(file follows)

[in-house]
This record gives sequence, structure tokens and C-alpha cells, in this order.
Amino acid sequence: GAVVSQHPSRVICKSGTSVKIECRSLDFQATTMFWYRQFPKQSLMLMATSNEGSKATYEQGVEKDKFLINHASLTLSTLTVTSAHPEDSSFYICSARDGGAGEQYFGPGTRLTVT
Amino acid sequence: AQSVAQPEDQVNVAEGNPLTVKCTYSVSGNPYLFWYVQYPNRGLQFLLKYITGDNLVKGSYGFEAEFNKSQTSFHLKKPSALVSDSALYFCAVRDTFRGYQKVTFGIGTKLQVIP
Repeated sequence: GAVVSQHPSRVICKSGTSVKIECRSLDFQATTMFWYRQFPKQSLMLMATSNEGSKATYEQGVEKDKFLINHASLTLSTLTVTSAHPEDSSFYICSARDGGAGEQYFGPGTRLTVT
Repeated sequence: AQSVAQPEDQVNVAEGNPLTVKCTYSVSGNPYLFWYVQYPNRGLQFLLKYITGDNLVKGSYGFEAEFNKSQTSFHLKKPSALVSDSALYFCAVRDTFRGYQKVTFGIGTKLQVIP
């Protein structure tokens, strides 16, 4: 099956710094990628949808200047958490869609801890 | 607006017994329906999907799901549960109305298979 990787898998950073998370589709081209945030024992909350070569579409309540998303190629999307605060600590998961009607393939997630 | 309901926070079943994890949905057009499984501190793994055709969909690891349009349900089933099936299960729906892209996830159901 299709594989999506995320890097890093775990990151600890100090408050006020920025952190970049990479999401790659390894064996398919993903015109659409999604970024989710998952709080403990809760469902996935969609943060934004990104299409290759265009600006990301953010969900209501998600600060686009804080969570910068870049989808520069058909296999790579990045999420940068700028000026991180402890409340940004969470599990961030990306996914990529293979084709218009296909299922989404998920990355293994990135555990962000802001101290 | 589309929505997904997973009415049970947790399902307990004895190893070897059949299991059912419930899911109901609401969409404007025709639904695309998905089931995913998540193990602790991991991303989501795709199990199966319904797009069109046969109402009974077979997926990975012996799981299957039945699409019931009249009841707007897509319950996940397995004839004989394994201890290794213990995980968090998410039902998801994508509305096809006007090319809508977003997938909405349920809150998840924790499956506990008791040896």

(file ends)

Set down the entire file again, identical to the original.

[in-house]
This record gives sequence, structure tokens and C-alpha cells, in this order.
Amino acid sequence: GAVVSQHPSRVICKSGTSVKIECRSLDFQATTMFWYRQFPKQSLMLMATSNEGSKATYEQGVEKDKFLINHASLTLSTLTVTSAHPEDSSFYICSARDGGAGEQYFGPGTRLTVT
Amino acid sequence: AQSVAQPEDQVNVAEGNPLTVKCTYSVSGNPYLFWYVQYPNRGLQFLLKYITGDNLVKGSYGFEAEFNKSQTSFHLKKPSALVSDSALYFCAVRDTFRGYQKVTFGIGTKLQVIP
Repeated sequence: GAVVSQHPSRVICKSGTSVKIECRSLDFQATTMFWYRQFPKQSLMLMATSNEGSKATYEQGVEKDKFLINHASLTLSTLTVTSAHPEDSSFYICSARDGGAGEQYFGPGTRLTVT
Repeated sequence: AQSVAQPEDQVNVAEGNPLTVKCTYSVSGNPYLFWYVQYPNRGLQFLLKYITGDNLVKGSYGFEAEFNKSQTSFHLKKPSALVSDSALYFCAVRDTFRGYQKVTFGIGTKLQVIP
């Protein structure tokens, strides 16, 4: 099956710094990628949808200047958490869609801890 | 607006017994329906999907799901549960109305298979 990787898998950073998370589709081209945030024992909350070569579409309540998303190629999307605060600590998961009607393939997630 | 309901926070079943994890949905057009499984501190793994055709969909690891349009349900089933099936299960729906892209996830159901 299709594989999506995320890097890093775990990151600890100090408050006020920025952190970049990479999401790659390894064996398919993903015109659409999604970024989710998952709080403990809760469902996935969609943060934004990104299409290759265009600006990301953010969900209501998600600060686009804080969570910068870049989808520069058909296999790579990045999420940068700028000026991180402890409340940004969470599990961030990306996914990529293979084709218009296909299922989404998920990355293994990135555990962000802001101290 | 589309929505997904997973009415049970947790399902307990004895190893070897059949299991059912419930899911109901609401969409404007025709639904695309998905089931995913998540193990602790991991991303989501795709199990199966319904797009069109046969109402009974077979997926990975012996799981299957039945699409019931009249009841707007897509319950996940397995004839004989394994201890290794213990995980968090998410039902998801994508509305096809006007090319809508977003997938909405349920809150998840924790499956506990008791040896």